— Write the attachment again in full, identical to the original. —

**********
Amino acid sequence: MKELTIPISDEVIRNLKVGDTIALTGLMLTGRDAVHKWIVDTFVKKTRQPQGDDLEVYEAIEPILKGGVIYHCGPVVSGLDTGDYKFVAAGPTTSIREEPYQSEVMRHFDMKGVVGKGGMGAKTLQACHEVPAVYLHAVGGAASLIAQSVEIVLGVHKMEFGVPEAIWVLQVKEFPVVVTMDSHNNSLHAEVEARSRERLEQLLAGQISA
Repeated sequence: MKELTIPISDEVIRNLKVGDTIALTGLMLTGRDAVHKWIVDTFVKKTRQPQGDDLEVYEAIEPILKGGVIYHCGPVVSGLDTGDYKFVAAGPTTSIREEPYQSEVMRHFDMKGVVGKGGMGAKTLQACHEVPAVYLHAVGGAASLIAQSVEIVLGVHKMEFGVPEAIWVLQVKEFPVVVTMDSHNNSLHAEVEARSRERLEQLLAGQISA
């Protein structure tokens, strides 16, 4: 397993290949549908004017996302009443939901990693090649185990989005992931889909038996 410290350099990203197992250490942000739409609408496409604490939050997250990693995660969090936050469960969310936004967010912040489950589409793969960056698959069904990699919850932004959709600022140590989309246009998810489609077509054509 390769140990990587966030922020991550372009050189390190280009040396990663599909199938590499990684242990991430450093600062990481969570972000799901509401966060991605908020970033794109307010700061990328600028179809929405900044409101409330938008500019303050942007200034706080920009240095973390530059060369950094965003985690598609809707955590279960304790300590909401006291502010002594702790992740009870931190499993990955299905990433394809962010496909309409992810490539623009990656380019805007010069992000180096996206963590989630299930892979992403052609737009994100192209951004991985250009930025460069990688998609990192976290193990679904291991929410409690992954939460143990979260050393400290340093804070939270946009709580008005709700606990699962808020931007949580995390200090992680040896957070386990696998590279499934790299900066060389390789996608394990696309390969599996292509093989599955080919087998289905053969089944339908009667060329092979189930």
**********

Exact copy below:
Amino acid sequence: MKELTIPISDEVIRNLKVGDTIALTGLMLTGRDAVHKWIVDTFVKKTRQPQGDDLEVYEAIEPILKGGVIYHCGPVVSGLDTGDYKFVAAGPTTSIREEPYQSEVMRHFDMKGVVGKGGMGAKTLQACHEVPAVYLHAVGGAASLIAQSVEIVLGVHKMEFGVPEAIWVLQVKEFPVVVTMDSHNNSLHAEVEARSRERLEQLLAGQISA
Repeated sequence: MKELTIPISDEVIRNLKVGDTIALTGLMLTGRDAVHKWIVDTFVKKTRQPQGDDLEVYEAIEPILKGGVIYHCGPVVSGLDTGDYKFVAAGPTTSIREEPYQSEVMRHFDMKGVVGKGGMGAKTLQACHEVPAVYLHAVGGAASLIAQSVEIVLGVHKMEFGVPEAIWVLQVKEFPVVVTMDSHNNSLHAEVEARSRERLEQLLAGQISA
């Protein structure tokens, strides 16, 4: 397993290949549908004017996302009443939901990693090649185990989005992931889909038996 410290350099990203197992250490942000739409609408496409604490939050997250990693995660969090936050469960969310936004967010912040489950589409793969960056698959069904990699919850932004959709600022140590989309246009998810489609077509054509 390769140990990587966030922020991550372009050189390190280009040396990663599909199938590499990684242990991430450093600062990481969570972000799901509401966060991605908020970033794109307010700061990328600028179809929405900044409101409330938008500019303050942007200034706080920009240095973390530059060369950094965003985690598609809707955590279960304790300590909401006291502010002594702790992740009870931190499993990955299905990433394809962010496909309409992810490539623009990656380019805007010069992000180096996206963590989630299930892979992403052609737009994100192209951004991985250009930025460069990688998609990192976290193990679904291991929410409690992954939460143990979260050393400290340093804070939270946009709580008005709700606990699962808020931007949580995390200090992680040896957070386990696998590279499934790299900066060389390789996608394990696309390969599996292509093989599955080919087998289905053969089944339908009667060329092979189930």